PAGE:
ASP.NET is the web application framework for Microsoft's .NET programming structure. Well segmented between design and programming, .NET combines the benefits of a well structured language with the ease of a compile-on-demand web application. Thought through with good security and exception handling, programming in .NET is world-class.
  • Active Server Pages (ASP)
    Active Server Pages leverage Visual Basic knowledge for writing dynamic web pages on an NT IIS web server. With access to all of the ActiveX objects that VB can use as well as many special objects just for web servers, ASP is powerful and easy to write. (Not the most efficient language in the world, but you can't have it all.)
  • Javascript - Specifics for Netscape and IE browsers.
    Javascript is the best way to handle user interactions on the browser without having to connect back to the server for information. I have done dynamic HTML (DHTML) and data validation in Javascript. Javascript is the best for handling simple tasks at the client computer without having to 'bother' the server for data. Unfortunately, the Netscape and IE browsers each have quirks to this 'common' language, and I have worked with both browsers.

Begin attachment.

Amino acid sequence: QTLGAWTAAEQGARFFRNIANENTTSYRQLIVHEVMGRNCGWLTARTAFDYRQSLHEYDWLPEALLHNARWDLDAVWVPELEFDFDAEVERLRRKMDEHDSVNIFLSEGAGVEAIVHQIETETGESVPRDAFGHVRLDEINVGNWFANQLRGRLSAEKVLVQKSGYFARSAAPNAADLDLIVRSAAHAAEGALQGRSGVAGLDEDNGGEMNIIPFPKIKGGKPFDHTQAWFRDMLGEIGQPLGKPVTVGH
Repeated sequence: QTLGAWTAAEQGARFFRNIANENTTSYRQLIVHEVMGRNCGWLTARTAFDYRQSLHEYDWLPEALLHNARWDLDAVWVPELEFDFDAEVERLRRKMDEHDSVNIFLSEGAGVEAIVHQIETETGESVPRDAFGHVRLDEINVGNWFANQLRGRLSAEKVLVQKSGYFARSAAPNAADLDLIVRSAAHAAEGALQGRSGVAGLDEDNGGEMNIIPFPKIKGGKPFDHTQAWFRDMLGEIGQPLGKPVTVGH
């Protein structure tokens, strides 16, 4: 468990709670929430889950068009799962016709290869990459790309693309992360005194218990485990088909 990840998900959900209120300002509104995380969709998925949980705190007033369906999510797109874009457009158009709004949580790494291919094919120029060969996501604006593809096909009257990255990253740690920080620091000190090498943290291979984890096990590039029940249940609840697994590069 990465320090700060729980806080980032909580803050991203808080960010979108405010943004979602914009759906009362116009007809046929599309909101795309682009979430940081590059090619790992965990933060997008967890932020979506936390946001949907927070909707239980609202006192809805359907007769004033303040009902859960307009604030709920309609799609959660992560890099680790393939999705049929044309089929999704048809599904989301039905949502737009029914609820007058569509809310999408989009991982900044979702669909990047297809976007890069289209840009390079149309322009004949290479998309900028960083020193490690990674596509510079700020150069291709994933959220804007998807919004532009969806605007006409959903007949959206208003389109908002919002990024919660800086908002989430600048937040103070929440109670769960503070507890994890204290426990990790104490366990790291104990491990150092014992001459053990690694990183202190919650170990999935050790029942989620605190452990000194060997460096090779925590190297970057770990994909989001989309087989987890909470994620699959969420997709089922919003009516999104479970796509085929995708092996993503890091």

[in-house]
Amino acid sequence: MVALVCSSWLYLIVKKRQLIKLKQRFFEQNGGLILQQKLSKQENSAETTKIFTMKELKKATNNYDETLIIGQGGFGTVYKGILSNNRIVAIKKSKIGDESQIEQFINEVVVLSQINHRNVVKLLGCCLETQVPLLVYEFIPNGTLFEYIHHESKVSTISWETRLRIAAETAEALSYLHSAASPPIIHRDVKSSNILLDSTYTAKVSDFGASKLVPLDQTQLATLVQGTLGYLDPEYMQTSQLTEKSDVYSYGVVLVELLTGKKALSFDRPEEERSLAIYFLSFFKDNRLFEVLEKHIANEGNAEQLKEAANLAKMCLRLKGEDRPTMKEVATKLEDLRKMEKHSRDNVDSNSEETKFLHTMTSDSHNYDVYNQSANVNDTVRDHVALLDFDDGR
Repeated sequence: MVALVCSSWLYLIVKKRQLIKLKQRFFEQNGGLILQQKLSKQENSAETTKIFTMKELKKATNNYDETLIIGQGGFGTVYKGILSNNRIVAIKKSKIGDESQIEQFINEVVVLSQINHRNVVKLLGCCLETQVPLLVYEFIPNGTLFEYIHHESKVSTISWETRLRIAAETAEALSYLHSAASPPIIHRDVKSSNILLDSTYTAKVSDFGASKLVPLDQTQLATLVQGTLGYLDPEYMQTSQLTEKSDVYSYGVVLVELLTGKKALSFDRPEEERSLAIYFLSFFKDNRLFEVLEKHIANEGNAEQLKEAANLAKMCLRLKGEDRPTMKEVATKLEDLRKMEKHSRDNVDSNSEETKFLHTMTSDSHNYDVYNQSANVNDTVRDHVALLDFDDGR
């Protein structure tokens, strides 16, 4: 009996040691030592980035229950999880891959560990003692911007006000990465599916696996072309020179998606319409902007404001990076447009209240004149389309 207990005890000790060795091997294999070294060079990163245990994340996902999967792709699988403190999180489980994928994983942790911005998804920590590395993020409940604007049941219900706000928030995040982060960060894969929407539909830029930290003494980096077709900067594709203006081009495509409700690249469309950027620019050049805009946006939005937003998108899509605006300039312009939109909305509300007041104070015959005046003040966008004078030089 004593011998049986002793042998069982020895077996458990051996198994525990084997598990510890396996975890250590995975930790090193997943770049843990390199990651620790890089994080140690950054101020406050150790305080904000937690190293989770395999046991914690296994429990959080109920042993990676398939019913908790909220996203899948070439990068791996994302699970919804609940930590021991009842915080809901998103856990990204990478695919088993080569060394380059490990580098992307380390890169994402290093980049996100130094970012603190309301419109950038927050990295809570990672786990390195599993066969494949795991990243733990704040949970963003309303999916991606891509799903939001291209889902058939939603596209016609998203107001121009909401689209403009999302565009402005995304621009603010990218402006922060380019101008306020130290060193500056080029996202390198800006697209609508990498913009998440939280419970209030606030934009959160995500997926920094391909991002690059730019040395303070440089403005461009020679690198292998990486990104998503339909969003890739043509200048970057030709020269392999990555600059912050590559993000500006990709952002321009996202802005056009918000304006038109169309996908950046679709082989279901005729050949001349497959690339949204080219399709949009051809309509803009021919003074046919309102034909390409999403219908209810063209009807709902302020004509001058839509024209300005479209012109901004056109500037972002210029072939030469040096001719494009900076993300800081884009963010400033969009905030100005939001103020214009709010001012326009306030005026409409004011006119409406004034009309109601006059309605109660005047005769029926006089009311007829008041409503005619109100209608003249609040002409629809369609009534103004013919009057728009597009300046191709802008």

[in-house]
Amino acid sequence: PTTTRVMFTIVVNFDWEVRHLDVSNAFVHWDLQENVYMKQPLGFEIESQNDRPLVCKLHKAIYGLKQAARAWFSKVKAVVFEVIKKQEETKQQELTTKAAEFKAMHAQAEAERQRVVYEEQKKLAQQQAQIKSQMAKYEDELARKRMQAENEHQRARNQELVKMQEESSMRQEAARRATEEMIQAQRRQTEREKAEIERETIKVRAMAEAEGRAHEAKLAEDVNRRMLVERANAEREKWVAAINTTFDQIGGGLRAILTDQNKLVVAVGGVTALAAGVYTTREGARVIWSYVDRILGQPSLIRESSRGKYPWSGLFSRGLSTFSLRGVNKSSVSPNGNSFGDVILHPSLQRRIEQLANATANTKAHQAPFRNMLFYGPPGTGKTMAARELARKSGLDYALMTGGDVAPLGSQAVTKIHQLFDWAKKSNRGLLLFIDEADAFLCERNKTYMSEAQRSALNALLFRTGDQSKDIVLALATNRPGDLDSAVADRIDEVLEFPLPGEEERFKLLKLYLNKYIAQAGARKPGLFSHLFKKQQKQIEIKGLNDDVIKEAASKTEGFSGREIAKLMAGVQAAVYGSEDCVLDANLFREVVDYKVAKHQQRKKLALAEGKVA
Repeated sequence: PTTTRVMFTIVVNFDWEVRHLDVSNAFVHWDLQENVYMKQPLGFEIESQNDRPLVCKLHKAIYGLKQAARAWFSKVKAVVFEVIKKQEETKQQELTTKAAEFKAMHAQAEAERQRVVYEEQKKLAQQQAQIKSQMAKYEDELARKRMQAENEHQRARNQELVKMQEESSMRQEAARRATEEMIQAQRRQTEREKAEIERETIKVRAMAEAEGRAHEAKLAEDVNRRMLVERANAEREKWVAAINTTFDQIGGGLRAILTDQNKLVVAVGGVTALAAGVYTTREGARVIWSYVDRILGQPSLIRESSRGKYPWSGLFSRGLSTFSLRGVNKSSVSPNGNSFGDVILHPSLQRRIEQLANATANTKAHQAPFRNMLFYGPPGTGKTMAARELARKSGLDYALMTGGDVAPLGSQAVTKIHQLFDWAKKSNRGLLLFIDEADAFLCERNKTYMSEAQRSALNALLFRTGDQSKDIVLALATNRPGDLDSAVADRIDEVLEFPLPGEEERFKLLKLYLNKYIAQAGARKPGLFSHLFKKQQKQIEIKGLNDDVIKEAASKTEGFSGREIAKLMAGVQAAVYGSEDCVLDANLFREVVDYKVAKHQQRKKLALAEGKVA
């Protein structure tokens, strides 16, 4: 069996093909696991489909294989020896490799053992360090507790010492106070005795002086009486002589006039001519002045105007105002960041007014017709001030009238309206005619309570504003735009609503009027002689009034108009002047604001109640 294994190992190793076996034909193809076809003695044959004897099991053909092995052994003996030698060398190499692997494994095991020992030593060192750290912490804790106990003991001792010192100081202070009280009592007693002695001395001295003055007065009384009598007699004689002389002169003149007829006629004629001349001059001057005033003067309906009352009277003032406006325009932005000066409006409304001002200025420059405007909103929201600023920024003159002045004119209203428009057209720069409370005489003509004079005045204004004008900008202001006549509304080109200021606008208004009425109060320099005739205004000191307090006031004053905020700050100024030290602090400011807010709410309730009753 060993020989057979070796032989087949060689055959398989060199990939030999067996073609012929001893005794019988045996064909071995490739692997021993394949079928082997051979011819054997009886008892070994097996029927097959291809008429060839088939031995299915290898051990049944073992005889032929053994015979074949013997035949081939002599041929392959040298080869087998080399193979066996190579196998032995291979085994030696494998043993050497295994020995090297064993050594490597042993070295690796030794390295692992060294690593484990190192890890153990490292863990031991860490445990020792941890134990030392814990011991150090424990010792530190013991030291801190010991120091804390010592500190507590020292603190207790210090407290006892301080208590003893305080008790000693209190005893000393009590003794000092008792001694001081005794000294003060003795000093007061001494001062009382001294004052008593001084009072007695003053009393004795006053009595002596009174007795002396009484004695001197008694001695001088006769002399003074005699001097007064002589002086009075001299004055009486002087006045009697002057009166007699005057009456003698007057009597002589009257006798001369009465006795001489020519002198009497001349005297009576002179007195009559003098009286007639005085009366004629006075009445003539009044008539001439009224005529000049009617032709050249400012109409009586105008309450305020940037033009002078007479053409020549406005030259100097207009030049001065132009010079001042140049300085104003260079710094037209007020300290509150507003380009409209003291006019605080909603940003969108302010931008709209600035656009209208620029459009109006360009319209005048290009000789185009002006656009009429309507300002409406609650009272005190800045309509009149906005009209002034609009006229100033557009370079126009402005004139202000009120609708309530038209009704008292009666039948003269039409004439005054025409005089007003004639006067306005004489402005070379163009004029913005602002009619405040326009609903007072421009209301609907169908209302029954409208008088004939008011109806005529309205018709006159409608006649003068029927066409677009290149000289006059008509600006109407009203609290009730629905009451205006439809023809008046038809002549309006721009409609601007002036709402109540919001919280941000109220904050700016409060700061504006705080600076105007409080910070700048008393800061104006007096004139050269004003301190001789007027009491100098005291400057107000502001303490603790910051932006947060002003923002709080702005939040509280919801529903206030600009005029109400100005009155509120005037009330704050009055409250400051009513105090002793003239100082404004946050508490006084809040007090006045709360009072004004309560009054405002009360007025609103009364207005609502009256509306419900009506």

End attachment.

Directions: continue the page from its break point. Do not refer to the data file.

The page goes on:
• Visual Basic - Versions 2, 3, 4, 5, 6. 6+ years. I have been working in VB since day 1. I have used it to write everything from compression utilities to EIS systems. Profoundly suited to working with large data sources and excellent at graphical visualization tasks, VB has taken on the burden of being a 'real' language. Microsoft's extension of VB into VB for Applications and ActiveX has enhanced the functionality, giving real low-level control over powerful Microsoft applications and across the Internet.